Early though it may be to trumpet a revival for Scottish rugby, the impact of Vern Cotter on and off the field was already evident.
Early though it may be to trumpet a revival for Scottish rugby, the impact of Vern Cotter on and off the field is already evident.
In the immediate aftermath of a man-of-the-match performance that yielded three assists, two clean breaks, 47 metres made and 14 points kicked, Scotland captain Greig Laidlaw declared: “I’ve got the spring back in my step.”
The line from the diminutive Borderer might just as easily have been attributed to any of the near-37,000 supporters departing Murrayfield after Saturday evening’s 41-31 thumping of Argentina.
The Scots played with ambition and vigour, racking up the points and showing just a touch of the sort of swagger along the backline that only comes with confidence and freedom.
Everyone was eager to get their hands on the ball. The forwards, bossed by Laidlaw – himself silencing many recent critics – carried with purpose, while out wide, the handling was slick and the running potent. It was a most invigorating sight.
Five tries scored, and it could have been more, but for lapses in execution masked by the eventual scoreline.
Jonny Gray, his mind perhaps still clouded by the adrenaline that surely came with his first Test try moments earlier, threw a dummy and was felled when he should have put the speeding Mark Bennett away for a debut touchdown. A phase later, Al Dickinson’s pass to Sean Maitland drifted crudely forward with the winger gunning for the corner flag.
They were helped too by a limp Pumas performance – most unlike Daniel Hourcade’s team who, had they defended so poorly during any of their recent Rugby Championship matches, would have shipped double the points Scotland put past them.
Battle-weary they may have been, but still, they fielded their ever-gristly front-row, and one of the most accomplished midfields in world rugby. That Scotland held their own against the former and bested the latter is an excellent sign.
So too the displays of the youthful and the inexperienced – Adam Ashe was a force with ball in hand and topped the tackle charts by a distance, and if there was a statistic that measured the frustration of an opposing scrum-half, then Rob Harley would romp it so often does he menace at the breakdown.
Gray Jnr called the lineouts – 11 from 11, and a couple of steals to boot – and got through a power of work elsewhere, while Ross Ford, roundly booed by the same spectators a year ago, was accurate with his throwing, and showed glimpses of the dynamic loose play Scotland needs from him more often.
How refreshing, then, to see smiles on faces and points on the scoreboard. Most pleasing of all, however, was the mind-set of the players. Vern Cotter has consulted past heroes, explored the essence of what it means to play for Scotland, and the squad are clearly buying into his philosophy.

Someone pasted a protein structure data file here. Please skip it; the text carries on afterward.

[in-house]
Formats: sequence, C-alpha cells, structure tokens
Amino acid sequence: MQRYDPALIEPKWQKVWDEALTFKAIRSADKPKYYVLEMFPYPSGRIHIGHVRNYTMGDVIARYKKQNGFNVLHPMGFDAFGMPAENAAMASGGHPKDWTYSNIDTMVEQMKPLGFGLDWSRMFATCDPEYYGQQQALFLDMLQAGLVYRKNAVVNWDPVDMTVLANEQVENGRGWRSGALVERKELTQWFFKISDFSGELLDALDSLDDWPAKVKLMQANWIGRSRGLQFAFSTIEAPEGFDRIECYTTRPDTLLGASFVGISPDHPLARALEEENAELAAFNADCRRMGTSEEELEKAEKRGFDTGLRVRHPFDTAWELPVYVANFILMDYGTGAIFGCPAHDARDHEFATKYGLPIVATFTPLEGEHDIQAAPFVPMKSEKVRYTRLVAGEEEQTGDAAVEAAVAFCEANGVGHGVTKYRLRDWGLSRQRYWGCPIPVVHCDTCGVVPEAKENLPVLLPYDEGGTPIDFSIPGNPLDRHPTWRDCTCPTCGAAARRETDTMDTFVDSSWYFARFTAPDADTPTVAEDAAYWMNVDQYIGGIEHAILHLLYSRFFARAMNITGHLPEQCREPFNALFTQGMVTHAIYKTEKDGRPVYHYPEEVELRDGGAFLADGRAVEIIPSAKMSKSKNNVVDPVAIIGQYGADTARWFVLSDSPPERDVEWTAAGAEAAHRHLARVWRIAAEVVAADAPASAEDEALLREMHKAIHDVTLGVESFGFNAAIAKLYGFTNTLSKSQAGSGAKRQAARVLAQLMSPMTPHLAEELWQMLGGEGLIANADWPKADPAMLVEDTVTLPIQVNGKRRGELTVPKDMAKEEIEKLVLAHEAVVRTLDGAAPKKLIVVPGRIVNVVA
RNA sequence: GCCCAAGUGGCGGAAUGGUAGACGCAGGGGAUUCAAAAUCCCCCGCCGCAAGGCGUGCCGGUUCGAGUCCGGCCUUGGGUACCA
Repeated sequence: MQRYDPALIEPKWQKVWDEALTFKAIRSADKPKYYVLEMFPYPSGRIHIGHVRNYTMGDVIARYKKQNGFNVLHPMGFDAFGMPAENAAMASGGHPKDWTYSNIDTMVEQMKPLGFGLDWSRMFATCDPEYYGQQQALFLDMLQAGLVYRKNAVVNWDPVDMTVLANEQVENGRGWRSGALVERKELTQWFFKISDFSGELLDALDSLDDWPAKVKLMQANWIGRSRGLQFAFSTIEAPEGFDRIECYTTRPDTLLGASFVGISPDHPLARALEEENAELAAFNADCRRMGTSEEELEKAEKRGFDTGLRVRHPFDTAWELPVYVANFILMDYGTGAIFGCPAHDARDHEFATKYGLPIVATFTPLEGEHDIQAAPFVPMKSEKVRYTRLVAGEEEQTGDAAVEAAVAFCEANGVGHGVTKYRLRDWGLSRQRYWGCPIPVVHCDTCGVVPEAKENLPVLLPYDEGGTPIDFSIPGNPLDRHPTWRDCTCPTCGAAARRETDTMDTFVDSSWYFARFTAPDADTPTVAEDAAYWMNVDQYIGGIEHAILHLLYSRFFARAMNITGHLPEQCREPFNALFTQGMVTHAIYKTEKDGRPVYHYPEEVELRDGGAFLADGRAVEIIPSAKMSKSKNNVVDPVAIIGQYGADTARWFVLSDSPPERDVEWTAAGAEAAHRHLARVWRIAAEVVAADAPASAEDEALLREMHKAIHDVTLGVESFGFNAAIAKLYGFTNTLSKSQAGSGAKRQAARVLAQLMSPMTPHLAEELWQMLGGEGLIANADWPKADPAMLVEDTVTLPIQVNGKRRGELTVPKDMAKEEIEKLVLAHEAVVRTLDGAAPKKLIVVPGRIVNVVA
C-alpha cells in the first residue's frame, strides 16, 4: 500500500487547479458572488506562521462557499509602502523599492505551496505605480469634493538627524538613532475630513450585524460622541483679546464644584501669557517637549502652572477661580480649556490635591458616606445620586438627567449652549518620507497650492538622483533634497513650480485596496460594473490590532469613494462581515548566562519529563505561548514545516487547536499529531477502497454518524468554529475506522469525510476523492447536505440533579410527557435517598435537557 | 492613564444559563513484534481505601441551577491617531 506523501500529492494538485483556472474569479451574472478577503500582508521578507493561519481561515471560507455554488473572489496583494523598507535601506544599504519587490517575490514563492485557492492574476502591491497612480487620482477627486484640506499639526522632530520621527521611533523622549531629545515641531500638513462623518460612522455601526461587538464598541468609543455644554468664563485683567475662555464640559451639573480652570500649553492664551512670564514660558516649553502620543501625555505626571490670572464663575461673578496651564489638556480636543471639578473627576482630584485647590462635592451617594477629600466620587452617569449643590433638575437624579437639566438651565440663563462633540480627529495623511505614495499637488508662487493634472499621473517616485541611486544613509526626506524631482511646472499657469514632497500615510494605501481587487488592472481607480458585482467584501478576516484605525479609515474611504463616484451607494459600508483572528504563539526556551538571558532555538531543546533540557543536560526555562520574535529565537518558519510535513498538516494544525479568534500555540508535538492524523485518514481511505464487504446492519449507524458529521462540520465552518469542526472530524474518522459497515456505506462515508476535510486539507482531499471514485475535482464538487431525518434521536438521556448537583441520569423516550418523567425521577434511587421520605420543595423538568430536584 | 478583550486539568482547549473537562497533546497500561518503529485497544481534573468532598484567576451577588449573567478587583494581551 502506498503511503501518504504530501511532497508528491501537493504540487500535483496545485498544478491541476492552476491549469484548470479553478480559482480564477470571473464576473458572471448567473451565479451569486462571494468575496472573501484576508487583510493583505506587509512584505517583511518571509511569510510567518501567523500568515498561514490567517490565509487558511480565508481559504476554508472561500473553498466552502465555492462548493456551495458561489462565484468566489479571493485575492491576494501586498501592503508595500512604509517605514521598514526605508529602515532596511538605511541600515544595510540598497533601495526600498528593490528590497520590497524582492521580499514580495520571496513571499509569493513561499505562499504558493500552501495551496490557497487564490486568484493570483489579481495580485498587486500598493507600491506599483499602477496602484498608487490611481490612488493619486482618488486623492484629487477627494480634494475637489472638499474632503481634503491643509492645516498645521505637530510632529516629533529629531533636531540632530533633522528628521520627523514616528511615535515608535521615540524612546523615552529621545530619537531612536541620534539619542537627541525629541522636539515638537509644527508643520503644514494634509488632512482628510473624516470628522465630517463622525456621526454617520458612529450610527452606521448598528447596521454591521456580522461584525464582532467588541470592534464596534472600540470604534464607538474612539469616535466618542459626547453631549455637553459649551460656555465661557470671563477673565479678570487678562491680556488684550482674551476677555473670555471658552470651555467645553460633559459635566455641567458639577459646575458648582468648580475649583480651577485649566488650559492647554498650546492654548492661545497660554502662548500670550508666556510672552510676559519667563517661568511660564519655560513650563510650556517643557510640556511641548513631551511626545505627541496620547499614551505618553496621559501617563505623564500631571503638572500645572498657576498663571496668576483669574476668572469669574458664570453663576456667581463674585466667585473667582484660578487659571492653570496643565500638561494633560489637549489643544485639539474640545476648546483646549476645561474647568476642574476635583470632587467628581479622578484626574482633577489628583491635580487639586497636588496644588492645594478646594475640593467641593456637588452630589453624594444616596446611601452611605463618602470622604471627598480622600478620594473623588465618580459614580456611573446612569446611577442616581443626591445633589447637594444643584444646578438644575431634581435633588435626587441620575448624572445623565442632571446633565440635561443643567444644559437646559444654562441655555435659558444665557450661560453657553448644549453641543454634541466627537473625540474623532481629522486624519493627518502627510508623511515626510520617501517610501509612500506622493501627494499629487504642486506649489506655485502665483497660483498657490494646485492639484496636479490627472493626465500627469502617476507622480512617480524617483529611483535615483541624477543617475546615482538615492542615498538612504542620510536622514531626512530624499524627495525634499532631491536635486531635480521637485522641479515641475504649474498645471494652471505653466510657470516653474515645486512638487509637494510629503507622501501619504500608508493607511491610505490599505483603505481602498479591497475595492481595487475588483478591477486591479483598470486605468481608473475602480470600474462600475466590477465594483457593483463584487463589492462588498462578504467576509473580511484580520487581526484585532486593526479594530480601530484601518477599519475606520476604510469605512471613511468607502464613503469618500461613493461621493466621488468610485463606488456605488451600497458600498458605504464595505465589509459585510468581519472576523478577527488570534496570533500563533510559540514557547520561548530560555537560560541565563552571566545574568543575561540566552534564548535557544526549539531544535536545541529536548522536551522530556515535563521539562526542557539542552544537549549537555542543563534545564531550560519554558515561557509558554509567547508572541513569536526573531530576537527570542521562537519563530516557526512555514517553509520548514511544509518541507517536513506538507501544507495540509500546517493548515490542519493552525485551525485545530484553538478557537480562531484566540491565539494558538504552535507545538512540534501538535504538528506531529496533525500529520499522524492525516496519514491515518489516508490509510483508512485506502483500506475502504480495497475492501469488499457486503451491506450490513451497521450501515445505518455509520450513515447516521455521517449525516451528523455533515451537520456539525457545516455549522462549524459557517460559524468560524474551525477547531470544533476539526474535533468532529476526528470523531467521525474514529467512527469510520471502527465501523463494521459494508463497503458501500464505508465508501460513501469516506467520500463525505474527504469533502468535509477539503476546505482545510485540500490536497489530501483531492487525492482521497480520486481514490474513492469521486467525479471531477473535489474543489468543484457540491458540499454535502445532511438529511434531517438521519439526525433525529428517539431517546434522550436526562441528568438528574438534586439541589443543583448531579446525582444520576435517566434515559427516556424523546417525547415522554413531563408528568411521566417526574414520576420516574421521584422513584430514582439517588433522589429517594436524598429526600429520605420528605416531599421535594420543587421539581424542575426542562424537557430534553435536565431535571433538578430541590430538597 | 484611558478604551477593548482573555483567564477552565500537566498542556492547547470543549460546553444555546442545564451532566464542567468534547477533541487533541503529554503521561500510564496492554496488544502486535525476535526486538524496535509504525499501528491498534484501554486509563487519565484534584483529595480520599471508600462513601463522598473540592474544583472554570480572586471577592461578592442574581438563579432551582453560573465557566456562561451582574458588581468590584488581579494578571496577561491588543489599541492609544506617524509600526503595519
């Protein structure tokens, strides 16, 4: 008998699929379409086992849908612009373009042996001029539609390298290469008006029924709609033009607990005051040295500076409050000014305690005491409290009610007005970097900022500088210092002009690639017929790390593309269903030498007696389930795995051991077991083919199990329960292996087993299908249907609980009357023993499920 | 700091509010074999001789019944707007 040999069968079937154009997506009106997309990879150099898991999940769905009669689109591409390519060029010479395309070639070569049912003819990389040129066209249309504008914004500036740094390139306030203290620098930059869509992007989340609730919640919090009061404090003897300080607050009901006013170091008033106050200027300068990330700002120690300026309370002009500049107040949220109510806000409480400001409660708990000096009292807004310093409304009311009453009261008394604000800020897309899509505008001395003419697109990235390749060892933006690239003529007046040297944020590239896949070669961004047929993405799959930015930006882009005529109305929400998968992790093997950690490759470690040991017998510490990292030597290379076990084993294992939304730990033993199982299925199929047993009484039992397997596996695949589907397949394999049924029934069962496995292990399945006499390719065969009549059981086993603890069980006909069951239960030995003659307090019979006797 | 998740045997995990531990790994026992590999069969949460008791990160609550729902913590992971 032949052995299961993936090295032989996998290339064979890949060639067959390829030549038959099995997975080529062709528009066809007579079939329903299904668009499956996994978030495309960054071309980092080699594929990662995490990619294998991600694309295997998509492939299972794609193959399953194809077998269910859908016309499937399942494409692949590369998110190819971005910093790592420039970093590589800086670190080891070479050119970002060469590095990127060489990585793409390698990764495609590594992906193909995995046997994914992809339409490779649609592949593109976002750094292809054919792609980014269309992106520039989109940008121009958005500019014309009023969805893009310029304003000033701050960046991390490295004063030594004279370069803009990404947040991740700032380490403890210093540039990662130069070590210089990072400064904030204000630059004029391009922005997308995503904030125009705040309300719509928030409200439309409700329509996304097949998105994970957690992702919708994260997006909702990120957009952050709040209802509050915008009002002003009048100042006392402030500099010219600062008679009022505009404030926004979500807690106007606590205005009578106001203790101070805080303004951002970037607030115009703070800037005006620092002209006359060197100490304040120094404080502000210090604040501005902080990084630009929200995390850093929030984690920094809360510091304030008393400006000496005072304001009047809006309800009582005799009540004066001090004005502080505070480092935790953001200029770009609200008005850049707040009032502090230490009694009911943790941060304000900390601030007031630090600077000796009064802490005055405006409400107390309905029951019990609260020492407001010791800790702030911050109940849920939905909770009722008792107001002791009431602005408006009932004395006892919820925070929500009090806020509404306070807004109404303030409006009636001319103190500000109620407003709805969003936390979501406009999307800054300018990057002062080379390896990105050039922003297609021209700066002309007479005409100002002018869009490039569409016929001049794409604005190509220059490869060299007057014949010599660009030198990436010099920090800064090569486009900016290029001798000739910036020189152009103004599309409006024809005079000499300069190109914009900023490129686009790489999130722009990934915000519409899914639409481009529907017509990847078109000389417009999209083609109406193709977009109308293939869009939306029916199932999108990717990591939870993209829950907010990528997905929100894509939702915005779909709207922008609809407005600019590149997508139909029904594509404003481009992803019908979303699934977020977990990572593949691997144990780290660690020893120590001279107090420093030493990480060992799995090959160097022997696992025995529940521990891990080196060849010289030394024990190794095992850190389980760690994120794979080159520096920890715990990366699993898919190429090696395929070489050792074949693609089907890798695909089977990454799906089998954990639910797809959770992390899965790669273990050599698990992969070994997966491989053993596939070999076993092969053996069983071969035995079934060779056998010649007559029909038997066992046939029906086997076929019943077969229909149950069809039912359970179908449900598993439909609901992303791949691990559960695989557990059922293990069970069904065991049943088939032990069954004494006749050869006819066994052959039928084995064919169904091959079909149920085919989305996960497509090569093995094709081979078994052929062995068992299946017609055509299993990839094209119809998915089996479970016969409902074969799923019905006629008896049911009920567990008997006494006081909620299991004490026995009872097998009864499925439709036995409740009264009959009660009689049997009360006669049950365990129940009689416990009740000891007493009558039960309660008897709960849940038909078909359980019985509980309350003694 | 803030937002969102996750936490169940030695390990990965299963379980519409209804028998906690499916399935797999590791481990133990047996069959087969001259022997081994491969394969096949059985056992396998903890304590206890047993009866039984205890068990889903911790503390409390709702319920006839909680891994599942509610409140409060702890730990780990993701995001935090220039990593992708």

“It’s a real team environment,” said debutant Bennett.
“All week we spoke about what it means to play for the country, play for the thistle – it was brilliant to get that across with attacking rugby.”
His sentiments were echoed by Glasgow Warriors teammate, Tommy Seymour, the winger who scored the Scots’ fifth with a smart interception.
“There is a great vibe around the place,” he said.
“That’s not to say there wasn’t one last year but there was a couple of results then that we were disappointed with.
“Greig (Laidlaw) said a very key line in the dressing room before the game about drawing a line and moving past stuff that has happened.
“It’s a huge year for us with the World Cup coming up and we just need to go out and focus on playing consistently and the type of rugby we want to produce. Saturday was one foot in the right direction.”
Twice down to 14 men, the hosts’ tigerish tackling under pressure drew particular praise from Cotter.
“I really enjoyed watching the players play for each other,” said the New Zealander.
“We had men down with yellow cards, and seeing the players get up, encourage and help one another was great. They were working for each other. They were plugging holes, scrambling, and they kept pressure on their attack.
“I thought we varied our play, which is important against teams: kicking into space, running short side, running open, running off nine at the breakdown.
“There are certainly things to work on – we’re not getting carried away, I assure you. We’re playing the best team in the world next week.”
Indeed, were such a late lapse, losing 21 points in the final 12 minutes, to recur in six days’ time, it would be magnified considerably by the panache of the All Blacks.
The omens are positive, but the recent history of Scottish rugby is peppered with false dawns. Consistency now becomes the buzzword, and though victory on Saturday is improbable, as Bennett says: “if we go out there trying to contain them, we’re just going to play into their hands.”